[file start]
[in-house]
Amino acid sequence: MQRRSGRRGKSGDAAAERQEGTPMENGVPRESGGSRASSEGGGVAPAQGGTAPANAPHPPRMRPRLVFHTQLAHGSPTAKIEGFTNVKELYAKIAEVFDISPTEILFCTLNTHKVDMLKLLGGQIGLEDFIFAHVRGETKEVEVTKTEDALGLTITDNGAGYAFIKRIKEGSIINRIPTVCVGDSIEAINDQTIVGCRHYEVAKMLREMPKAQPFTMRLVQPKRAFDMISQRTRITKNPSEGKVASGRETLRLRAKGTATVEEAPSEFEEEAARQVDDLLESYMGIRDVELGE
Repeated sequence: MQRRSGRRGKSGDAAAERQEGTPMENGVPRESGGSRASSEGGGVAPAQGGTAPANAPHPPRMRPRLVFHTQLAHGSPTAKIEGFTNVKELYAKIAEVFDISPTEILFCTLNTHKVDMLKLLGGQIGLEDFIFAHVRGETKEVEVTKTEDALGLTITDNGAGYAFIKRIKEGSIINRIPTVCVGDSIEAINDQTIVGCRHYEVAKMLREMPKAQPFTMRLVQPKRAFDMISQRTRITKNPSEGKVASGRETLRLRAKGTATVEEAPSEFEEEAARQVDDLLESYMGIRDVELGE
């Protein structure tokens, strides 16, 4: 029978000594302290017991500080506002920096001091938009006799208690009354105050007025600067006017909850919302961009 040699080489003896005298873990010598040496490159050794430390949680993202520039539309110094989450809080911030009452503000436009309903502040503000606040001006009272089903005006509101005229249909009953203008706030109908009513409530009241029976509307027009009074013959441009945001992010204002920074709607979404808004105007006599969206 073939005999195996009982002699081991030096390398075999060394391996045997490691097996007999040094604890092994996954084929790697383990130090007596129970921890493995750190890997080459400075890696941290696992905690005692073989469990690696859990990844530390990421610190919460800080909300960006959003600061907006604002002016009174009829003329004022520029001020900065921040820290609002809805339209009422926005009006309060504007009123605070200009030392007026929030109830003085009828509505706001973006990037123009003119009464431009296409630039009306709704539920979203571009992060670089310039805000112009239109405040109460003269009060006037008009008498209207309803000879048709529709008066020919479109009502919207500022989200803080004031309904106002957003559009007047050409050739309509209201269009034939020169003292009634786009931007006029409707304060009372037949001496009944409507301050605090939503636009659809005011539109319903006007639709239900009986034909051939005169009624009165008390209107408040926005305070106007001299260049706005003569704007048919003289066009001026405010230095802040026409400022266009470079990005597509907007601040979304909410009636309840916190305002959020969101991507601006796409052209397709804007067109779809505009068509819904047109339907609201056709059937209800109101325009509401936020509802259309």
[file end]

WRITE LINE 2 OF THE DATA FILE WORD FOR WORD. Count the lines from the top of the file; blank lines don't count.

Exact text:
Amino acid sequence: MQRRSGRRGKSGDAAAERQEGTPMENGVPRESGGSRASSEGGGVAPAQGGTAPANAPHPPRMRPRLVFHTQLAHGSPTAKIEGFTNVKELYAKIAEVFDISPTEILFCTLNTHKVDMLKLLGGQIGLEDFIFAHVRGETKEVEVTKTEDALGLTITDNGAGYAFIKRIKEGSIINRIPTVCVGDSIEAINDQTIVGCRHYEVAKMLREMPKAQPFTMRLVQPKRAFDMISQRTRITKNPSEGKVASGRETLRLRAKGTATVEEAPSEFEEEAARQVDDLLESYMGIRDVELGE